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10 war stories about selling creative services


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Ten war stories related to selling services. The stories themselves were strictly oral and are therefore not in this presentation, only the conclusions.

Published in: Business

10 war stories about selling creative services

  1. 10 war stories you (probably) won’t see on Slideshare Eric Reiss IA Summit April 9, 2010 Phoenix, AZ
  2. 1 slot 10 stories 20 slides 30 suggestions 40 minutes
  3. Caveat Tweet and blog with discretion Highlight the the generic lessons, not the gory details Don’t betray my confidence (I have the memory of an elephant)
  4. “What shade of lipstick can you put on our pig?” What to do when the client doesn’t care (a story from the public sector)
  5. Nota bene Do something quick and easy that makes your client look good (show that positive change is not impossible) Seek a true champion within the organization If you’re going to prostitute yourself, make sure the money is really, really good
  6. “Would you consider a no cure, no pay agreement?” How to get screwed in one easy lesson (a story from the airline industry)
  7. Nota bene Don’t let your enthusiasm get the better of you Always maintain control of the “cure” (and make sure the “cure” is well-defined) Ensure you establish your rights to the “cure” if the client gives your work to someone else for execution (and be prepared to sue)
  8. “Who called this stupid meeting?” “Who are you guys?” “Why am I here?” How to avoid meetings from hell (a story from the financial sector)
  9. Nota bene Write out a clear agenda and make sure everyone gets it prior to the meeting (hold the client-side organizer hostage) List your expected outcomes / decisions Provide short background documents if necessary
  10. “But social media is free…” The truth behind social-media marketing (a story about B2B)
  11. Nota bene Don’t be greedy and accept a project unless proper internal resources have been allocated Understand that social media are not marketing tools, they are communications devices Focus on communications goals, not projects (and don’t be seduced by false metrics)
  12. “BTW, I’m no longer in charge of this project…” What to do when the key decision-maker leaves the team a week before the contract is signed (a story from the private sector)
  13. Nota bene Make sure the new person knows that you know they are calling the shots (Don’t threaten, be supportive) Find out what the new person has in terms of personal goals and hidden agendas (and find out why the other guy left/got fired) Avoid talking about legacy decisions (even when the new leader is clearly looking for a scapegoat)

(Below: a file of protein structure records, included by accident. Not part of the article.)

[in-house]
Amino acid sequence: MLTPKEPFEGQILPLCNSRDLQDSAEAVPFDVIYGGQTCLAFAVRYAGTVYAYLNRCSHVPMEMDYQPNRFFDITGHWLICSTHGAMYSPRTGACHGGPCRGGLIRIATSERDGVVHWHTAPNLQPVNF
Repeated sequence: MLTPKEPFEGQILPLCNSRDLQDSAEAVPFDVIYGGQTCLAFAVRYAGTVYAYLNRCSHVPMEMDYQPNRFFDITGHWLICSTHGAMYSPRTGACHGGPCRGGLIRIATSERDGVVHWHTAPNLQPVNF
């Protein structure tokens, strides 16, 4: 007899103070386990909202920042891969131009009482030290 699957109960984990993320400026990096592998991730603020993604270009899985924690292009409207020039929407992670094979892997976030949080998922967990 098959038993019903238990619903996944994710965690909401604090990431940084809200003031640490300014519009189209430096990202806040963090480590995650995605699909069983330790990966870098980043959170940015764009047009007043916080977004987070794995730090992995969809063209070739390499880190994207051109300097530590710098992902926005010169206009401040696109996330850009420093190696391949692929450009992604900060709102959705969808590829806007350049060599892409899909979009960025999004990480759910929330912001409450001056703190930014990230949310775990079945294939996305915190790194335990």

14. “Oh, the contract is just a formality…” What to watch out for when dealing with bureaucrats (a story about charities and NGOs)
  15. Nota bene A contract is always a contract Cover Your Ass. Get something in writing from the client (an e- mail, for example) that shows they understand the true backstory and are gaming their system Be wary of contracts that appear after you’ve started the work
  16. “We want the best damned site in our industry. Can we have it Thursday?” How to give clues to clueless clients (a story about B2B)
  17. Nota bene Try and put the project into a familiar perspective (e.g. print: compare preparation needs and budgets with those for their annual report) Show how a proper development process works (e.g. See if there is a link to an internal process (e.g. LEAN – muda, muri, mura) muda = elimination of fluctuation (e.g. quality) muri = eliminating unreasonable work (planning) mura = reactive elimination of causes
  18. “You didn’t deliver what you promised…” How to avoid “deliverables creep” (a story from the private sector)
  19. Nota bene Don’t be vague just to get the contract. Vague proposal language will return to bite you in the ass. Make sure you specify your deliverables – and that the client understands exactly what you mean (not everyone has the same definition of stuff, e.g. wireframes) Always be prepared to give more than you planned on giving.
  20. “My wife says links should be blue…” What to do when the CEO pulls rank (a story from the industrial sector)
  21. Nota bene Pick your fights with care. Don’t waste time discussing the home page if you can win on stuff like better forms design. In a battle with the CEO’s wife, statistics will lose Get the CEO to choose between his personal business success and his wife (“You might become more profitable if you…”)
  22. “But your proposal doesn’t contain all the stuff we want but didn’t ask for.” How to read between blurry lines (a story from the private sector)
  23. Nota bene Find out how you got on the short list (probably because you are qualified) Don’t spend too much time proving your qualifications. Instead, show that you can think outside whatever box you’ve been given. Show folks success, not just process (People don’t want a drill, they want a hole.)
  24. You can (usually) find Eric at: The FatDUX Group ApS Strandøre 15 DK-2100 Copenhagen Denmark Office: (+45) 39 29 67 77 Mobil: (+45) 20 12 88 44 skype: ericreiss twitter: @elreiss